The last type of allergy is food allergy.  While I do believe that grain is a significant problem for dogs to eat and can absolutely contribute to allergies, true food allergy (an allergy to the protein source) is extremely rare in dogs, only accounting for about 3% of allergic dogs.  The distribution of itchiness is very similar to the dogs with environmental allergies (feet, face and underbelly.)


As a brief aside, ear infections are exceedingly common with all skin allergies, especially environmental allergies.  It is one of the most frustrating conditions for owners to deal with due to the fact that sometimes veterinarians do not seek to identify the true source of the ear infections (allergies) and the ear infections just continue to come back time after time.


Treating environmental allergies also offers some distinct challenges.  The medications are either ineffective, have too many side effects or are expensive.  There really are only 5 options in dealing with allergies in dogs.


1. Holistic: Grain free food and Omega-3 supplementation.  I covered grain before and the old article can be viewed here: Omega 3 Fatty Acids are potent natural anti-inflammatories and decrease the allergy at the cellular level, before the cycle gets started.  There is a new product on the market that takes advantage of the much more potent source of omegas called the Green Lipped Mussel from New Zealand.  The product is called Moxxor and makes a huge difference managing these cases.  More information can be obtained here:


2. Cortisone: Corticosteroids are the strongest anti-inflammatories around and are frequently used for allergy treatment in dogs.  The upside is that they work quickly to decrease the symptoms; the downside is that long term use causes too many side effects to list here.  This is not a long term option to consider.


3. Antihistamines: In my experience, antihistamines have a failure rate of about 80%.  If they help they must continue to be administered to give relief.  These medications are extremely safe and inexpensive.


4. Allergy testing and Immunotherapy: Lots of people want to know what their dog is allergic to.  I believe that these tests are an expensive exercise to satisfy owner curiosity. However, the information can be used to formulate injections to desensitize dogs to the allergens identified.  Unfortunately, the shots only work about 50% of the time and in varying amounts.  Additionally, they are really expensive and the owner must commit to trying them for a year prior to giving up.  I have not chosen to use this therapy since I started using the next option, Atopica.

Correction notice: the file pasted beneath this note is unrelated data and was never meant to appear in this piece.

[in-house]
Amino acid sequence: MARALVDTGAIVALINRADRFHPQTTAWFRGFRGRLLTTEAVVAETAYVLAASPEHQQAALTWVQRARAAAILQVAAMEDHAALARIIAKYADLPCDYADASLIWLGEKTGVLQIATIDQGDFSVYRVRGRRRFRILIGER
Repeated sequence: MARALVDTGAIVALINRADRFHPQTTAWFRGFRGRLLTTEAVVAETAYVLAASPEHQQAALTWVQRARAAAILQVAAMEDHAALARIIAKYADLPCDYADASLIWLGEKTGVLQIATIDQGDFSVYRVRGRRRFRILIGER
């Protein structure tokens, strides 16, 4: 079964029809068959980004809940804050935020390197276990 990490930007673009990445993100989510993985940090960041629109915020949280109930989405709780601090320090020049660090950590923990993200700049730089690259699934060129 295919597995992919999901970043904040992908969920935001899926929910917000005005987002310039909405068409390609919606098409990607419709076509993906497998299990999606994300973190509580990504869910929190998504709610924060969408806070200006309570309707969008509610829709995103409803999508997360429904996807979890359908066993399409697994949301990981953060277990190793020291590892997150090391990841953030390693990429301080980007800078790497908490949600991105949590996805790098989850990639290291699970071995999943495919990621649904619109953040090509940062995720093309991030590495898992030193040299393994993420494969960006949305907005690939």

5. Atopica (cyclosporin) is a an immune modulating medication that came to market about 5 years ago.  This medication blocks the T-helper cells, which is a small branch of the immune system.  This selective immune modulation is part of the reason why this medication is so effective and has minimal side effects.  Additionally, Atopica attains higher concentrations in the skin, which obviously creates a huge benefit when dealing with skin allergies.  Atopica has a success rate of at least 95% after two months but is extremely expensive.


More information on skin allergies in dogs can be obtained by viewing these two videos:


So, in answer to the short question, you got another long answer.  Here is the short version: Foot licking in dogs is caused by environmental allergies about 95% of the time.  The remaining 5% is composed mostly of food allergy dogs and rarely those with obsessive compulsive disorders.



Dr. Matthew Wheaton


Alicia Pet Care Center

25800 Jeronimo Rd. Ste 100

Mission Viejo, CA 92691


What I want for Christmas

As the big day moves upon me with the speed of a herd of wildebeast, I find myself thinking about all the stuff I have going on in my life. Its pretty crazy right now. Cool thing is, most of the stuff that is making it crazy is good stuff…I think. The veterinary hospital is really moving to the new location! I handed in our plans for final approval Friday afternoon and will be able to pull the permit January 4th most likely. Then its off to the races for the construction crew. The new place is gonna be soooo cool! I just can’t wait to be in there. Everything is being designed to keep all the different people and all the pets happy. So, we have roomy runs for the dogs for boarding, sweet cat condos with a view of the salt water aquarium for the kitties, a calming reception area for the clients with much bigger exam rooms, and the rest is for us. The back half of the hospital will have everything the staff needs to do their job well, without breaking their bodies in the process. Plus we get to do the right thing by not adding any bacteria to the world with the crazy exercise area in the back that is tied directly into the sewer. I’m super excited about everything coming to fruition. Finally.

The other half of the craziness is what we are doing with the old place when we leave. We started a non-profit and are turning the old facility into a pet rescue center. What is a pet rescue center? Well, we will be working with the local rescue groups to find great homes for dogs and cats more efficiently. The animals that we will house there will be mostly from high-kill shelters and will be taken care of until they are adopted from The Pet Rescue Center (PRC.) My wife, Blythe, is going to be in charge of the fundraising and Josh Lanting will be the day-to-day operations manager. We are in the process of getting all the details figured out and have started the fundraising effort because we need to have Josh working his butt off starting in January. Donations can be made through paypal at our website:

So, What I want for Christmas is a little calm and relaxation with the knowledge that things are all gonna turn out great. I plan to be working harder than ever on these two projects next year and I am so excited about putting my effort into such worthy causes. I’ve thought for a long time about how to give back to the community. I have been waiting to have extra money to donate to a worthy cause and it looks like I will have to wait a long time for that to happen. I just decided to create a worthy cause instead and sink my time into it instead of my money (hopefully.) So far I have sunk a ton of time and money into it, but I hope to have other people step up and pitch in financially so that we can all make this thing go. My dream would be to have the PRC take off so well that in 5 years we are looking to move to a much larger facility. We will see.

For now I will sign off with the hope that you all have (had) a great Christmas and New Year celebration.

Dr. Matthew Wheaton
Alicia Pet Clinic